32 comments

  1. Jeezchrist, Deagle. Freakin’ epic review. Got to get this.

    • ya every review pulls in its flaws and this and that, this review was good. Game got its flaws and sometimes occationally not so pretty visuals, but ive seen some pretty occational PRETTY visuals in this game aswell, for some seconds i thought i was playing farcry 2 -and that is not bad 🙂 afaik norwegian net-shops sells the pc version for half the price of what it costs in the store, could be the deal in other countries too ,so make sure u check the net first:) Anyway, recommendable for people that want a bit more realism and IF u got some friends to coop with ,then its a must. Coop campaign is DAMN cool.

  2. No surprise here, as you constantly talk about how good Operation Flashpoint is.

  3. “One of the few exceptions to this rule was 2009′s Operation Flashpoint: Dragon Rising- a gratifying playground of war-porn which didn’t neglect a constituency who cared about bullet drop.”

    Pure cold-blooded poetry Deagle.

  4. I have to ask, can you play as the opposing force in MP?

  5. Give this nut a sniper rifle and let him fight for his country.

    (…and then make a game about it)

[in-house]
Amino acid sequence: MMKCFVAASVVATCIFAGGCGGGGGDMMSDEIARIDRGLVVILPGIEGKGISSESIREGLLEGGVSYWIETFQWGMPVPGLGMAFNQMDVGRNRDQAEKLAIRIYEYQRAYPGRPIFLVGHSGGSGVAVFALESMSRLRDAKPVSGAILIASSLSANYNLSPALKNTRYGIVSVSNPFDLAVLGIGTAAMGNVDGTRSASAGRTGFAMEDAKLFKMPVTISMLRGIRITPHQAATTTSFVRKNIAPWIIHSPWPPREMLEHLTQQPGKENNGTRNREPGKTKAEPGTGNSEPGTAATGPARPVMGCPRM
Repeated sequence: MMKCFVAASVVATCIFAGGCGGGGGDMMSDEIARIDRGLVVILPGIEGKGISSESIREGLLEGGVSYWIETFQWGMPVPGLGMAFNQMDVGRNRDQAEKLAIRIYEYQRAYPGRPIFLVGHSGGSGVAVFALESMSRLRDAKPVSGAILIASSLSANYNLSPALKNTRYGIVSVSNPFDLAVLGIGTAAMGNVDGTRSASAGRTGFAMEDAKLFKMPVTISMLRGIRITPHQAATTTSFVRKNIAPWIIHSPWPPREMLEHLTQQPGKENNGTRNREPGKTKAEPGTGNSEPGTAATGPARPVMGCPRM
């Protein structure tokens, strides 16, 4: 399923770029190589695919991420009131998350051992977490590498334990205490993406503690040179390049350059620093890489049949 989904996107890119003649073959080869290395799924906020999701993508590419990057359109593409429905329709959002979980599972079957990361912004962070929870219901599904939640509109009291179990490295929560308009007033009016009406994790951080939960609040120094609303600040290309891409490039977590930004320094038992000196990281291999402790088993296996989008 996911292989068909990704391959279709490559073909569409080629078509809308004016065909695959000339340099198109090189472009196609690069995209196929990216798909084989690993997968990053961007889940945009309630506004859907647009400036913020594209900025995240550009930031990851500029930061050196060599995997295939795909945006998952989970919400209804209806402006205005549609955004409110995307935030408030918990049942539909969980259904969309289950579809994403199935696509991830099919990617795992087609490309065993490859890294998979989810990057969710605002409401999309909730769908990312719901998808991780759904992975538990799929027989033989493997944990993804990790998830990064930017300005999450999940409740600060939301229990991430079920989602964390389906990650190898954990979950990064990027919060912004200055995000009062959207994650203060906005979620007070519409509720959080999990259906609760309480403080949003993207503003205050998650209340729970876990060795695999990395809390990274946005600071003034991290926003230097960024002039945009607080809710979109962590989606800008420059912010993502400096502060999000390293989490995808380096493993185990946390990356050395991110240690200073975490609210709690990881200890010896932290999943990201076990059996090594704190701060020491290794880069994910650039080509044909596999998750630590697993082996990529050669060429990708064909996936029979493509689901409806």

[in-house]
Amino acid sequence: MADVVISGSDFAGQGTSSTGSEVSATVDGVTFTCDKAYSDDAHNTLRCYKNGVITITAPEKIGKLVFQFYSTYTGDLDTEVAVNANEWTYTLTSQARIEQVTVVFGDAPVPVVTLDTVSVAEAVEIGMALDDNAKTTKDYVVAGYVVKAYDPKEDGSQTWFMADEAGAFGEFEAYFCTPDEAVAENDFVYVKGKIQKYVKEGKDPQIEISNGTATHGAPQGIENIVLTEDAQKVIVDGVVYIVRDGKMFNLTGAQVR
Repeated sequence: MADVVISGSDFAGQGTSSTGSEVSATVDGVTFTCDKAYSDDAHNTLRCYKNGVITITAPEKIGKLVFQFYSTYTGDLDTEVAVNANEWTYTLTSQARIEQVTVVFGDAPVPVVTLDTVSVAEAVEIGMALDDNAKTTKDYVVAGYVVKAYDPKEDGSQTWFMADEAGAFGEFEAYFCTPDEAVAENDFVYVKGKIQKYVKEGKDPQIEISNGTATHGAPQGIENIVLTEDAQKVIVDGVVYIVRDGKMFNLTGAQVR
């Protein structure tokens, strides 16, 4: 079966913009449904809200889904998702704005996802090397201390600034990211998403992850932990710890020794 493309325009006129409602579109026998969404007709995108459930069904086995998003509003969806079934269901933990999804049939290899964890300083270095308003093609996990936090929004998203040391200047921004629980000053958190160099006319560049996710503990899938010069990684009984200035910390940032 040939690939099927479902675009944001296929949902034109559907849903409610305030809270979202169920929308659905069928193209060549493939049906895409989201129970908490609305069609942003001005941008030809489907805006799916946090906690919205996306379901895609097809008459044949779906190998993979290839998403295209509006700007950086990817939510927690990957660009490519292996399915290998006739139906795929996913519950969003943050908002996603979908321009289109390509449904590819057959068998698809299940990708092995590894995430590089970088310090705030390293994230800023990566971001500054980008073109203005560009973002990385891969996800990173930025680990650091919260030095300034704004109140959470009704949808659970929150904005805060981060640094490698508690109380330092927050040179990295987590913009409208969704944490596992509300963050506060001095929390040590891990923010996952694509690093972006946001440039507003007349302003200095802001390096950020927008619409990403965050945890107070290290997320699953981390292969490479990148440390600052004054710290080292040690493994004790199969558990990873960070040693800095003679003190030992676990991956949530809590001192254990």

I didn’t understand all the lingo, and it’s probably not a game for me, but I can appreciate the review.

  6. I don’t think I’d like this at all. Realistic army games are kind of boring. I remember Full Spectrum Warrior was the dullest game I think I ever played.

    No offense, I hope.

  7. So this has bullet drop in it? What about wind?

    • There’s drop, its one of Knox’s rules. But no wind. Dunno about elevation, but I doubt it.

  8. Interest in this game just increased dramatically. Sounds very cool especially online.

  9. I hear the game is set in 2013 and Osama Bin Laden is still alive. Oops.

    Maybe they’ll give up a DLC mission at the mansion.

  10. ProGamesProduction

    Nice review, a bit long but pretty informative.

  11. Stretch Armstrong

    I can’t see myself paying $60 for a FPS. They’re like 8-10 hours of play tops, right?

  12. Jessica Simpson is Having My Baby

    I guess this is cool, if you’re into that. I always meant to try MAG but then PSN went down.

  13. So do you drive vehicles in this? I see the hummer there.

    Aircraft too?

  14. Insert Full Metal Jacket quotes here…

    Sound cool, is there a demo by chance on XBLA?

  15. I haven’t picked up Alice: Madness Returns, maybe I should use my credit for this.

  16. nice long review Deagle. With writing like this you’re bound to get invited to MS’s conference one of these years. 😉

  17. Do you know/care that not everybody is into military games. Besides that you can’t step into a store without tripping over five.

  18. dah-yum, you guys get a lot of comments. How do you do it? let me know your secrets.

    • Play games for 30 years straight like Deagle. Write like a madman. That might do it, right? 😉

  19. One of the better reviews Ive read for the game. Sounds like it’s pretty fun.

  20. Wait this has no Japanese purple-haired teenage girls who save the world and you liked it?

    J/K- Glad there’s a FPS for nuts like you.

  21. Get some!

    Sign me up, this shit looks hot.

  22. I cant wait for a price drop.

  23. I miss the old R6 games. I used to play the Xbox ones for hours!

  24. How deep does the simulation go? Do you have to make your bed?